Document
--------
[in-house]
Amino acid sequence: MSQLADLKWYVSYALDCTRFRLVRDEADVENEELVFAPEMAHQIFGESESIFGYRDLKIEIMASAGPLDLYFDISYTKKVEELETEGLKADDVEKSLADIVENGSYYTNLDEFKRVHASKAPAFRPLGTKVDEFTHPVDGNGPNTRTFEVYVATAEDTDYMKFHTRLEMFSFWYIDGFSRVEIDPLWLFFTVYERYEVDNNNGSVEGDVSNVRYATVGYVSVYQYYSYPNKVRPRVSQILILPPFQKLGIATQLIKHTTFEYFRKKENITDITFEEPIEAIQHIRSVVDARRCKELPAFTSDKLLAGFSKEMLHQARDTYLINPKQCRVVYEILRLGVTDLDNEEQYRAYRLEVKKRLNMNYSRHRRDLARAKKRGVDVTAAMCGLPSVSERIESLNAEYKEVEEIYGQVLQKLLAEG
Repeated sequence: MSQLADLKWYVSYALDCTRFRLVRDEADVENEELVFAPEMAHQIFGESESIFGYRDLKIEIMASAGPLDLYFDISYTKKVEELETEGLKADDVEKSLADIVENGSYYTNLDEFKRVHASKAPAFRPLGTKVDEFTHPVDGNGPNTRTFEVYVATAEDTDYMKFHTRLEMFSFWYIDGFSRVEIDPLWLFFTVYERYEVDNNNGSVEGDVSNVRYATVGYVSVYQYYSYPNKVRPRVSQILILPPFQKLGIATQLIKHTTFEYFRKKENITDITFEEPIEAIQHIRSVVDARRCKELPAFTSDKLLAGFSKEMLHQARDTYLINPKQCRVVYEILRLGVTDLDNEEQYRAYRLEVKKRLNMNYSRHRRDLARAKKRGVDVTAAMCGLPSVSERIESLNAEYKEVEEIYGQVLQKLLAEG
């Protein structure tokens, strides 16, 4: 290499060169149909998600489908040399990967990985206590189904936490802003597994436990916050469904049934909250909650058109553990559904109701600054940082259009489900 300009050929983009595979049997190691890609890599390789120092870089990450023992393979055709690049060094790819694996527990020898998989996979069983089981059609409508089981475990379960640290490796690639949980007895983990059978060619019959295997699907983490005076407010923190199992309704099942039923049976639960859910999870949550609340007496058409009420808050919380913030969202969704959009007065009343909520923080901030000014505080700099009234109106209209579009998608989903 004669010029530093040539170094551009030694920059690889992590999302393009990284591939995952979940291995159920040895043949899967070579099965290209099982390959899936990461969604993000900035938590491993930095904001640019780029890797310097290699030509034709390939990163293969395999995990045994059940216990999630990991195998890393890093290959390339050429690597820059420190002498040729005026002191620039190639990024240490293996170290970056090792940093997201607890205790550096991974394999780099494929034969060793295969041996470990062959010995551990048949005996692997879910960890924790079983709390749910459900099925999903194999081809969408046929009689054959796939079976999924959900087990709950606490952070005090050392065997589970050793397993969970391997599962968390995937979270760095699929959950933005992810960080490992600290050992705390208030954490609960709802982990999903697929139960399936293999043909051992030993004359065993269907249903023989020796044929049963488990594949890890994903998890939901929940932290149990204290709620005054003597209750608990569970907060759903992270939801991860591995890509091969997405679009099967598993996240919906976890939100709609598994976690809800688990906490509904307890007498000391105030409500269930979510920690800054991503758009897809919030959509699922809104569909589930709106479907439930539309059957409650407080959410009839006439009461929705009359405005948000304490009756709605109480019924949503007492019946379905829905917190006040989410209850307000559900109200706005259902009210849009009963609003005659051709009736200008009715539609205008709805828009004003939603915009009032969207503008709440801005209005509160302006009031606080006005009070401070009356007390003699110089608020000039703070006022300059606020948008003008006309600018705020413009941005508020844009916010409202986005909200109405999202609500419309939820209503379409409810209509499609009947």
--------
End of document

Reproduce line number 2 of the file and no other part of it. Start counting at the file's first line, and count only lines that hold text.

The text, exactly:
Amino acid sequence: MSQLADLKWYVSYALDCTRFRLVRDEADVENEELVFAPEMAHQIFGESESIFGYRDLKIEIMASAGPLDLYFDISYTKKVEELETEGLKADDVEKSLADIVENGSYYTNLDEFKRVHASKAPAFRPLGTKVDEFTHPVDGNGPNTRTFEVYVATAEDTDYMKFHTRLEMFSFWYIDGFSRVEIDPLWLFFTVYERYEVDNNNGSVEGDVSNVRYATVGYVSVYQYYSYPNKVRPRVSQILILPPFQKLGIATQLIKHTTFEYFRKKENITDITFEEPIEAIQHIRSVVDARRCKELPAFTSDKLLAGFSKEMLHQARDTYLINPKQCRVVYEILRLGVTDLDNEEQYRAYRLEVKKRLNMNYSRHRRDLARAKKRGVDVTAAMCGLPSVSERIESLNAEYKEVEEIYGQVLQKLLAEG